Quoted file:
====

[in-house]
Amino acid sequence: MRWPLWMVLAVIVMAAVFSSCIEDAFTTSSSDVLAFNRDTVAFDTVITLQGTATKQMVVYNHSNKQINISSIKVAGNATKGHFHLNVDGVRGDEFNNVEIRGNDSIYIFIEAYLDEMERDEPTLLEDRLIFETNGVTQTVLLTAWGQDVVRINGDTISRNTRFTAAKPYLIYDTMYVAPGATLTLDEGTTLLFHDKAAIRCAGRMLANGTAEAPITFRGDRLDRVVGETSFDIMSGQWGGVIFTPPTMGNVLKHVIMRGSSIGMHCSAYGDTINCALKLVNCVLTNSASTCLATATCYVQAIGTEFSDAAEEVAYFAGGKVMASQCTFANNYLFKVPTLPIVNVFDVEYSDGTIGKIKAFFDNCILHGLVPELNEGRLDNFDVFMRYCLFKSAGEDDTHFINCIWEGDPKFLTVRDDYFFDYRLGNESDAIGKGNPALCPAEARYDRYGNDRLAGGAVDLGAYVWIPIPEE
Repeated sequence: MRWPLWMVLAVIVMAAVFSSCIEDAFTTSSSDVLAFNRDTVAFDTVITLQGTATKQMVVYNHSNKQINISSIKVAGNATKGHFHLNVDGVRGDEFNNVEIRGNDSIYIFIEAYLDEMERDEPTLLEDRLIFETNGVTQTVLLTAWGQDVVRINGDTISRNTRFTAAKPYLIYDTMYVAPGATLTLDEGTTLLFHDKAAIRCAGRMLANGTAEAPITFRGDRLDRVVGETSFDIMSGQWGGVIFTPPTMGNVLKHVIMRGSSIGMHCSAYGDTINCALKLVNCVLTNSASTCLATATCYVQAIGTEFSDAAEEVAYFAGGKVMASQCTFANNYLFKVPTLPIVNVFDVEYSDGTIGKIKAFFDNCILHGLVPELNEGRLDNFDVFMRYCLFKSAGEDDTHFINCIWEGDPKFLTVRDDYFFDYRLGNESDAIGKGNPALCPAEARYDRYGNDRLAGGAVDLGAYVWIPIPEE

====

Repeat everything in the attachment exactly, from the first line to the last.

[in-house]
Amino acid sequence: MRWPLWMVLAVIVMAAVFSSCIEDAFTTSSSDVLAFNRDTVAFDTVITLQGTATKQMVVYNHSNKQINISSIKVAGNATKGHFHLNVDGVRGDEFNNVEIRGNDSIYIFIEAYLDEMERDEPTLLEDRLIFETNGVTQTVLLTAWGQDVVRINGDTISRNTRFTAAKPYLIYDTMYVAPGATLTLDEGTTLLFHDKAAIRCAGRMLANGTAEAPITFRGDRLDRVVGETSFDIMSGQWGGVIFTPPTMGNVLKHVIMRGSSIGMHCSAYGDTINCALKLVNCVLTNSASTCLATATCYVQAIGTEFSDAAEEVAYFAGGKVMASQCTFANNYLFKVPTLPIVNVFDVEYSDGTIGKIKAFFDNCILHGLVPELNEGRLDNFDVFMRYCLFKSAGEDDTHFINCIWEGDPKFLTVRDDYFFDYRLGNESDAIGKGNPALCPAEARYDRYGNDRLAGGAVDLGAYVWIPIPEE
Repeated sequence: MRWPLWMVLAVIVMAAVFSSCIEDAFTTSSSDVLAFNRDTVAFDTVITLQGTATKQMVVYNHSNKQINISSIKVAGNATKGHFHLNVDGVRGDEFNNVEIRGNDSIYIFIEAYLDEMERDEPTLLEDRLIFETNGVTQTVLLTAWGQDVVRINGDTISRNTRFTAAKPYLIYDTMYVAPGATLTLDEGTTLLFHDKAAIRCAGRMLANGTAEAPITFRGDRLDRVVGETSFDIMSGQWGGVIFTPPTMGNVLKHVIMRGSSIGMHCSAYGDTINCALKLVNCVLTNSASTCLATATCYVQAIGTEFSDAAEEVAYFAGGKVMASQCTFANNYLFKVPTLPIVNVFDVEYSDGTIGKIKAFFDNCILHGLVPELNEGRLDNFDVFMRYCLFKSAGEDDTHFINCIWEGDPKFLTVRDDYFFDYRLGNESDAIGKGNPALCPAEARYDRYGNDRLAGGAVDLGAYVWIPIPEE